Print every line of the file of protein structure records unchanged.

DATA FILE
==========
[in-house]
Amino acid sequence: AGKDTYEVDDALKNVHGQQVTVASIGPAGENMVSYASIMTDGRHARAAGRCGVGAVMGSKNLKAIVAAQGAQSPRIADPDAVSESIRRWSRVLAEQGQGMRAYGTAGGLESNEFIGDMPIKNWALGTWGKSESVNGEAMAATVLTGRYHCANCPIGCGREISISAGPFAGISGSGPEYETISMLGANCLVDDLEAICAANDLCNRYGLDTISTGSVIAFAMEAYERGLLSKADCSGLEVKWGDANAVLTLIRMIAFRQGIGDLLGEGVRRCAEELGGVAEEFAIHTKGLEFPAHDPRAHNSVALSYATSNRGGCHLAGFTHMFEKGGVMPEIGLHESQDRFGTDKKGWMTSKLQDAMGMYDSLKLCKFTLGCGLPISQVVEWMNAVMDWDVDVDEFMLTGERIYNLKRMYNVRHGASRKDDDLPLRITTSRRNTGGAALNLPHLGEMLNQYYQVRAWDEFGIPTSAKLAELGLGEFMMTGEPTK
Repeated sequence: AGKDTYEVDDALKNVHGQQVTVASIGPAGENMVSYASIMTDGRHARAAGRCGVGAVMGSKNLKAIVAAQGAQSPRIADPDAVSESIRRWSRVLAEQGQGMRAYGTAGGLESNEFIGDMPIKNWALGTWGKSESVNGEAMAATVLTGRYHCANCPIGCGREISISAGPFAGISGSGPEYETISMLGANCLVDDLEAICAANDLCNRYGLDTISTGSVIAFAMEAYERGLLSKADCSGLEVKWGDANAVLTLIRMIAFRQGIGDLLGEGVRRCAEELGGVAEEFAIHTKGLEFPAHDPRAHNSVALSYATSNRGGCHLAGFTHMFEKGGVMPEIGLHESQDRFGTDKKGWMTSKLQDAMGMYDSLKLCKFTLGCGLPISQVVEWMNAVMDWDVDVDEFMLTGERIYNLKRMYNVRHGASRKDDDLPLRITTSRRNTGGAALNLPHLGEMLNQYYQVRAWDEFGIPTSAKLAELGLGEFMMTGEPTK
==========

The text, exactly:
[in-house]
Amino acid sequence: AGKDTYEVDDALKNVHGQQVTVASIGPAGENMVSYASIMTDGRHARAAGRCGVGAVMGSKNLKAIVAAQGAQSPRIADPDAVSESIRRWSRVLAEQGQGMRAYGTAGGLESNEFIGDMPIKNWALGTWGKSESVNGEAMAATVLTGRYHCANCPIGCGREISISAGPFAGISGSGPEYETISMLGANCLVDDLEAICAANDLCNRYGLDTISTGSVIAFAMEAYERGLLSKADCSGLEVKWGDANAVLTLIRMIAFRQGIGDLLGEGVRRCAEELGGVAEEFAIHTKGLEFPAHDPRAHNSVALSYATSNRGGCHLAGFTHMFEKGGVMPEIGLHESQDRFGTDKKGWMTSKLQDAMGMYDSLKLCKFTLGCGLPISQVVEWMNAVMDWDVDVDEFMLTGERIYNLKRMYNVRHGASRKDDDLPLRITTSRRNTGGAALNLPHLGEMLNQYYQVRAWDEFGIPTSAKLAELGLGEFMMTGEPTK
Repeated sequence: AGKDTYEVDDALKNVHGQQVTVASIGPAGENMVSYASIMTDGRHARAAGRCGVGAVMGSKNLKAIVAAQGAQSPRIADPDAVSESIRRWSRVLAEQGQGMRAYGTAGGLESNEFIGDMPIKNWALGTWGKSESVNGEAMAATVLTGRYHCANCPIGCGREISISAGPFAGISGSGPEYETISMLGANCLVDDLEAICAANDLCNRYGLDTISTGSVIAFAMEAYERGLLSKADCSGLEVKWGDANAVLTLIRMIAFRQGIGDLLGEGVRRCAEELGGVAEEFAIHTKGLEFPAHDPRAHNSVALSYATSNRGGCHLAGFTHMFEKGGVMPEIGLHESQDRFGTDKKGWMTSKLQDAMGMYDSLKLCKFTLGCGLPISQVVEWMNAVMDWDVDVDEFMLTGERIYNLKRMYNVRHGASRKDDDLPLRITTSRRNTGGAALNLPHLGEMLNQYYQVRAWDEFGIPTSAKLAELGLGEFMMTGEPTK